Offshore wind industry needs to learn from offshore oil says expertNews // September 15, 2009
His message of collaboration on operational as well as technical issues was on the agenda at the European Offshore Wind Conference & Exhibition in Stockholm, the world’s largest offshore wind energy event.
“Following in-depth surveys of senior professionals in both industries, we have pulled together a number of pertinent findings,” explained McCollam. “There are four key differences between the industries that need to be understood and major barriers towards collaboration but there are key synergies that must be exploited sooner rather than later if offshore wind is to move to its next stage of maturity.
“Much has already been said about the need to collaborate on technological and technical challenges. Operating in the harsh and unpredictable marine environment has become second nature to the oil and gas industry. The offshore wind industry still has much to learn about this unforgiving territory. There is much to be learnt from the oil industry beyond some of the more obvious technical and technological developments. Many of the key lessons cited by offshore oil and gas industry veterans relate to; commercial and contractual strategies, investment economics and development of strong infrastructure and logistics.”
“In reviewing the key influencing factors of 40 years of oil and gas experience and exploring the synergies, as well as the differences, between this and the emerging offshore wind sector, we have identified areas where key lessons can be learnt.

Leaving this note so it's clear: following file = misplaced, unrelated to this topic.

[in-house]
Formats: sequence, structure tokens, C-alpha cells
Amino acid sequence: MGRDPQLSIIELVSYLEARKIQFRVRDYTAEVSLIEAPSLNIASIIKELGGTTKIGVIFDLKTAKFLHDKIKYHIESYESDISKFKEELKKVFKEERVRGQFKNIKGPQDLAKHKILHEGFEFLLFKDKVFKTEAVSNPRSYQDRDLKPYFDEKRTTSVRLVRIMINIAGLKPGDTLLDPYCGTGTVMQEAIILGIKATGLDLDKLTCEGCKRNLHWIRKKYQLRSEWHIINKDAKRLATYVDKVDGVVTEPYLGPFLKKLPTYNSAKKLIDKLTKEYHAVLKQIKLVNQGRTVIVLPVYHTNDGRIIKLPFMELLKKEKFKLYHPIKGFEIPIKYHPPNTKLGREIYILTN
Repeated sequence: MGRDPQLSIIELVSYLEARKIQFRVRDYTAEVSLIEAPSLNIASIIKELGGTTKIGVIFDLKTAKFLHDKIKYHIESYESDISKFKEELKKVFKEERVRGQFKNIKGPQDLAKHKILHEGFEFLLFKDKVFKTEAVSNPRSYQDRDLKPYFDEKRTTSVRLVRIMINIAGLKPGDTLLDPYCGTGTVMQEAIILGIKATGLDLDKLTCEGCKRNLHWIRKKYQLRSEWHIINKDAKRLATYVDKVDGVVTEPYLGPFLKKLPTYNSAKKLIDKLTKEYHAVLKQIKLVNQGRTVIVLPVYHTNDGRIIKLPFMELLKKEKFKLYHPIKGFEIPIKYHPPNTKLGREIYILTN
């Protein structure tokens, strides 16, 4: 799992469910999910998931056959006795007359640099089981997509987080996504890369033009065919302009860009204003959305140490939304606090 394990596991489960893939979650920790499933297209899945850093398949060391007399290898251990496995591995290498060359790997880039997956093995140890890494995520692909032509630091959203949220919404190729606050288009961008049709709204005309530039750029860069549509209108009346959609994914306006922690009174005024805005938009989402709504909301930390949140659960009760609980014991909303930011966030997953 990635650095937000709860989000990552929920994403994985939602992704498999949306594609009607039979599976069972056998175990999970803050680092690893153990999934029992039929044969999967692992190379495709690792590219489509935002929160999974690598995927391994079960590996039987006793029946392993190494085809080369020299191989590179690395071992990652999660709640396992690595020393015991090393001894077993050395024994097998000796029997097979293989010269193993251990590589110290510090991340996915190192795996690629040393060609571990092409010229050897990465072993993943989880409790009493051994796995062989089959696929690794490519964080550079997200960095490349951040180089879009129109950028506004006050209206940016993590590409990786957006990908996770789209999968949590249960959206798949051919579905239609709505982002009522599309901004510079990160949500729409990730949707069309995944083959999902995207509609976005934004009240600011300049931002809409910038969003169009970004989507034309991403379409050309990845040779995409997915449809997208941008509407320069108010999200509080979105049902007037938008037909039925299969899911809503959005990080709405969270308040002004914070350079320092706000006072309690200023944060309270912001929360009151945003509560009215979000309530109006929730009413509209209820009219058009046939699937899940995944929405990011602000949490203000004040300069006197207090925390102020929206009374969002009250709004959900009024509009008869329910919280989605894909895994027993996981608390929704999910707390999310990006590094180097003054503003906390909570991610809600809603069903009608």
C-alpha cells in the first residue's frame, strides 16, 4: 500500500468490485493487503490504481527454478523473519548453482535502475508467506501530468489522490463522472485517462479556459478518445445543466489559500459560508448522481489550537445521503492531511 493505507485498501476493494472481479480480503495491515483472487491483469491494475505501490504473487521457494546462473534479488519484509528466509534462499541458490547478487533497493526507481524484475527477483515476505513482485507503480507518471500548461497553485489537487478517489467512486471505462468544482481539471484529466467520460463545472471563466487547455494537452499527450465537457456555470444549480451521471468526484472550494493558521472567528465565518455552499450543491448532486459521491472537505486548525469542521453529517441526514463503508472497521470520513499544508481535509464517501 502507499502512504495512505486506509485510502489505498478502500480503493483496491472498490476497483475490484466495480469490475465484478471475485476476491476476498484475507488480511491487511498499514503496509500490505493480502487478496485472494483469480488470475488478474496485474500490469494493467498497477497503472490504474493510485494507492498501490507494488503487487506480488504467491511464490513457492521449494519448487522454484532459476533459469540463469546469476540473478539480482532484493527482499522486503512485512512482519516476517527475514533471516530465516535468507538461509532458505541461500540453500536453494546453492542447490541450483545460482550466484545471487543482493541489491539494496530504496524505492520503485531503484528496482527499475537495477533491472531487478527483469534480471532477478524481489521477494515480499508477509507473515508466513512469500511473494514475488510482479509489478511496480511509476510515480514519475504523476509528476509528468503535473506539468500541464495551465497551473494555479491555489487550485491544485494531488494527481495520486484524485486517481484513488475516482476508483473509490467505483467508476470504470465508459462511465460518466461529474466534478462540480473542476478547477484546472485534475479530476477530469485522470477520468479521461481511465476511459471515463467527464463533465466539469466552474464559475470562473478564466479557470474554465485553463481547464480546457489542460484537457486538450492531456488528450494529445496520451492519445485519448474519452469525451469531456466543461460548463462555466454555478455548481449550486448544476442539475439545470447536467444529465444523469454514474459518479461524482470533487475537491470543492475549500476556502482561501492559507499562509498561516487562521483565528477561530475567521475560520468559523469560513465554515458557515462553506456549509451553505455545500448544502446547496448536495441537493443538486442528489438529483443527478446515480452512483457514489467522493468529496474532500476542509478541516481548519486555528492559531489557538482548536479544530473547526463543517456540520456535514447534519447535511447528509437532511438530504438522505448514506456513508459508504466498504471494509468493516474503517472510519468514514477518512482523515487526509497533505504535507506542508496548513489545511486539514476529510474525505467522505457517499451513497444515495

“The oil and gas industry’s code of practice in terms of sharing infrastructure was a major step forward in exploiting the remaining reserves in the North Sea but, in many people’s view, this took much longer than necessary. While infrastructure in oil and gas is primarily about pipelines and in offshore wind it is about grid, there are definite parallels. Industry and political leaders interested in the rapid development of a world scale offshore wind industry need to think now about how it will develop and manage access to the grid so that the energy resources can be captured and exported efficiently to the domestic and international markets.
“Leadership in the industry is critical. In the nineties, the oil and gas industry set up a leadership team working across the industry and with government to drive changes that would enable it to cope with a much reduced oil price. This leadership approach, although painful in some quarters at the time, spawned some pioneering initiatives which revolutionised the way in which the industry and its supply chain worked.
“The way in which the oil industry set policies and implemented them was critical to its success and offshore wind would do well to learn from this and make sure it goes through a less painful and more efficient process.”